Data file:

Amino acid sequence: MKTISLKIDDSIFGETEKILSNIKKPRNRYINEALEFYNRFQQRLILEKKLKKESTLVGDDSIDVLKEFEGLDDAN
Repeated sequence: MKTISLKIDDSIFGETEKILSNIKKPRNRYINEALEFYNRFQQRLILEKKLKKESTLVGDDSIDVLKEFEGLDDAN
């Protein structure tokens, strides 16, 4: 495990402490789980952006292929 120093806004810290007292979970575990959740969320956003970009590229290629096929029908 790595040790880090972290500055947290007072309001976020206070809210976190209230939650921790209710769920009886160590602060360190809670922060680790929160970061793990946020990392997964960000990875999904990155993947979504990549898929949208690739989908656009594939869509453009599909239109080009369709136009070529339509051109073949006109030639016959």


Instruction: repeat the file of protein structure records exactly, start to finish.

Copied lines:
Amino acid sequence: MKTISLKIDDSIFGETEKILSNIKKPRNRYINEALEFYNRFQQRLILEKKLKKESTLVGDDSIDVLKEFEGLDDAN
Repeated sequence: MKTISLKIDDSIFGETEKILSNIKKPRNRYINEALEFYNRFQQRLILEKKLKKESTLVGDDSIDVLKEFEGLDDAN
């Protein structure tokens, strides 16, 4: 495990402490789980952006292929 120093806004810290007292979970575990959740969320956003970009590229290629096929029908 790595040790880090972290500055947290007072309001976020206070809210976190209230939650921790209710769920009886160590602060360190809670922060680790929160970061793990946020990392997964960000990875999904990155993947979504990549898929949208690739989908656009594939869509453009599909239109080009369709136009070529339509051109073949006109030639016959």